Venezuela’s Opposition Wins Big, But Maduro’s Still There
CÚCUTA, Colombia — Venezuela’s Socialist President Nicholas Maduro appeared on state-run TV early Monday morning to concede his Chavista party’s defeat in Sunday’s crucial mid-term elections. Dressed in a red track suit and speaking in sober but measured tones, Maduro told the gathered media that Venezuela’s “electoral system” had worked “perfectly.”
He went on to cite the impressive voter turnout of 74.25 percent, and called the election “a triumph of the constitution and democracy.”
Indeed, after weeks of speculation that the election might devolve into street battles if one side or the other failed to recognize the results, the vote went off almost without a hitch.
A handful of artisanal bombs were detonated by unknown persons in Táchira state, on the border with Colombia, but no injuries were reported. In all, seven people were arrested throughout Venezuela for “electoral infractions”—a far cry from the politically driven clashes in the street in 2014, in which at least 43 protesters, bystanders, and security forces were killed.
But in the same speech in which Maduro publicly conceded defeat at the polls, the handpicked successor to Hugo Chavez also declared that victory for the conservative Mesa de la Unidad Democrática (MUD) party was by no means the end of the road for the Chavistas.
“We lost the battle, but the revolution will continue,” Maduro told his followers, pausing to run his thumb across his handlebar mustache.
“This is not the time to cry,” Maduro said. “It’s the time to fight.”
Unfortunately, for many poor and middle-class Venezuelans, the “fight” has been going on for a long time. A triple-digit inflation rate, chronic shortages of consumer goods, and a rampant crime wave—combined with the cratering price of oil, which is the nation’s only major export—have brought the onetime economic powerhouse to its knees.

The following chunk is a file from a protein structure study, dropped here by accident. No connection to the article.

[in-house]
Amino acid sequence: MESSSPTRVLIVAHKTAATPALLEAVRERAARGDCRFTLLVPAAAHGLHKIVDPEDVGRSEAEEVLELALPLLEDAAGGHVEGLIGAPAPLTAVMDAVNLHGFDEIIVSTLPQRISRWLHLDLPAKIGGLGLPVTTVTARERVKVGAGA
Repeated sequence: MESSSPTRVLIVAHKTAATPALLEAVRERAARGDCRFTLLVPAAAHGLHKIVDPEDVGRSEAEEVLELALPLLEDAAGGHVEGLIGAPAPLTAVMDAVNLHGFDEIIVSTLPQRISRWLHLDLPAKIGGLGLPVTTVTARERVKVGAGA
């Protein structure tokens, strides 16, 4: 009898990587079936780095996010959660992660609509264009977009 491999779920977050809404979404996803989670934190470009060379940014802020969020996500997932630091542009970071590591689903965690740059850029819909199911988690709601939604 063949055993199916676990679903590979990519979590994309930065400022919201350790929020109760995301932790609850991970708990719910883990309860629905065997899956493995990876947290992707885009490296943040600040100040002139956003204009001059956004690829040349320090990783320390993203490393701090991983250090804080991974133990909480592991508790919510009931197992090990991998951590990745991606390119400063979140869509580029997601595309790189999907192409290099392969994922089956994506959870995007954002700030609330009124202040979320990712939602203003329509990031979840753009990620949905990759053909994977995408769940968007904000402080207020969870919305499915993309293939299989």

And observers say those factors aren’t likely to go away anytime soon, despite Sunday’s watershed victory for the opposition coalition party.
“Even if the opposition had [control of] the entire government—they’d still have to deal with these problems,” said Mark Weisbrot, director of the Washington-based Center for Economic and Policy Research (CEPR), in an interview with The Daily Beast.
According to Weisbrot, criticizing the failures of the Maduro regime, and actually doing something to solve the grave problems facing one of the world’s top oil producers, are two very different things:
“Currency devaluation is very unpopular in Venezuela,” Weisbrot said. “The opposition has blamed the government and attacked the government, but they haven’t put forward a program to solve anything—they don’t really have a unified program.”
One of the major issues, according to Weisbrot, is that the coalition itself is made up of a hodgepodge of conservative groups—ranging from the political equivalent of moderate U.S. Republicans, to more far-right extremist elements.
The very breadth of the opposition movement, which was instrumental in securing Sunday’s big win, also makes for deep philosophical divisions within the MUD.